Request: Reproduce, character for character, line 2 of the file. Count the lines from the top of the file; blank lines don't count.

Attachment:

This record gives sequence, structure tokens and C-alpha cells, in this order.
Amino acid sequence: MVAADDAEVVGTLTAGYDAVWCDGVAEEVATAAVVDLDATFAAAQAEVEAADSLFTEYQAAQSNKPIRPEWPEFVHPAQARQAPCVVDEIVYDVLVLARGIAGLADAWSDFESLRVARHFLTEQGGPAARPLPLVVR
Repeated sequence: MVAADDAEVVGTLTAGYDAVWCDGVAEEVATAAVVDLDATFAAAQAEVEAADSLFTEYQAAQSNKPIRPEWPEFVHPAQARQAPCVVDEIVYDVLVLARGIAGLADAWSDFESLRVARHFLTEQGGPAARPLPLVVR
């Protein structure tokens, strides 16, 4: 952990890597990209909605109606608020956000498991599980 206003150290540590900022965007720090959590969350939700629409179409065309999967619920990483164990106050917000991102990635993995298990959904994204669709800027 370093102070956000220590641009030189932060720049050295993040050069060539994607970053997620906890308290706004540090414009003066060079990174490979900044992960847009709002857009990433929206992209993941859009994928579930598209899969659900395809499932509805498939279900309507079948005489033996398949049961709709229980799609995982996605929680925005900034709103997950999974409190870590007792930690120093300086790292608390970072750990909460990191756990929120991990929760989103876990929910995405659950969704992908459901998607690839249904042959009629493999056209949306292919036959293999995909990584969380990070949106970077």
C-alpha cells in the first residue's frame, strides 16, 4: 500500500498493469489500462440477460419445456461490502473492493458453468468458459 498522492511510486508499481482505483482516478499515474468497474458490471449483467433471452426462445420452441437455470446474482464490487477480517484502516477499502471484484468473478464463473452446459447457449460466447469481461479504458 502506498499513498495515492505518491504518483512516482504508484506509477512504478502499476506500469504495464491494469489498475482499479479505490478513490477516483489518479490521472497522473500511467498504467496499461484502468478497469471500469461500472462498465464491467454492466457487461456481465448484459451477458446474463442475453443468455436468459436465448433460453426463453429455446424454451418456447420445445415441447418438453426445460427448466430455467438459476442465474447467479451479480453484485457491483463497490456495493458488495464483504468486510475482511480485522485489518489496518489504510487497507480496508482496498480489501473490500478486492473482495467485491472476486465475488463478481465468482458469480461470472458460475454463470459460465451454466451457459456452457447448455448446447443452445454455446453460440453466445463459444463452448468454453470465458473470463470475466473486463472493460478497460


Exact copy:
Amino acid sequence: MVAADDAEVVGTLTAGYDAVWCDGVAEEVATAAVVDLDATFAAAQAEVEAADSLFTEYQAAQSNKPIRPEWPEFVHPAQARQAPCVVDEIVYDVLVLARGIAGLADAWSDFESLRVARHFLTEQGGPAARPLPLVVR